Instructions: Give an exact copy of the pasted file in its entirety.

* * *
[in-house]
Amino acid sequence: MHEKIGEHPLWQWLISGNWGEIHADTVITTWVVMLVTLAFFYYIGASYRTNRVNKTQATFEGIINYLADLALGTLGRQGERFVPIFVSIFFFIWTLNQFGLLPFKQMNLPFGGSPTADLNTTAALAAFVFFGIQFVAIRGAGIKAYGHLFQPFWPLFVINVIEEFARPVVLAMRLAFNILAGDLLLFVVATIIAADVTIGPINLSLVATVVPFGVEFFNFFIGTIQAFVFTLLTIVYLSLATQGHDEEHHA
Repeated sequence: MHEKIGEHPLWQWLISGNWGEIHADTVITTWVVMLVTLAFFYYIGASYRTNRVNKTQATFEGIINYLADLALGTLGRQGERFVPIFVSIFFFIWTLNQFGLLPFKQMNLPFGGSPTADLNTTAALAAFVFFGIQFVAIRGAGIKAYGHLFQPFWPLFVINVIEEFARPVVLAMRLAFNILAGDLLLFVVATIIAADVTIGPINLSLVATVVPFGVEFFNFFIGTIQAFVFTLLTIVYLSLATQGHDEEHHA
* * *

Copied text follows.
[in-house]
Amino acid sequence: MHEKIGEHPLWQWLISGNWGEIHADTVITTWVVMLVTLAFFYYIGASYRTNRVNKTQATFEGIINYLADLALGTLGRQGERFVPIFVSIFFFIWTLNQFGLLPFKQMNLPFGGSPTADLNTTAALAAFVFFGIQFVAIRGAGIKAYGHLFQPFWPLFVINVIEEFARPVVLAMRLAFNILAGDLLLFVVATIIAADVTIGPINLSLVATVVPFGVEFFNFFIGTIQAFVFTLLTIVYLSLATQGHDEEHHA
Repeated sequence: MHEKIGEHPLWQWLISGNWGEIHADTVITTWVVMLVTLAFFYYIGASYRTNRVNKTQATFEGIINYLADLALGTLGRQGERFVPIFVSIFFFIWTLNQFGLLPFKQMNLPFGGSPTADLNTTAALAAFVFFGIQFVAIRGAGIKAYGHLFQPFWPLFVINVIEEFARPVVLAMRLAFNILAGDLLLFVVATIIAADVTIGPINLSLVATVVPFGVEFFNFFIGTIQAFVFTLLTIVYLSLATQGHDEEHHA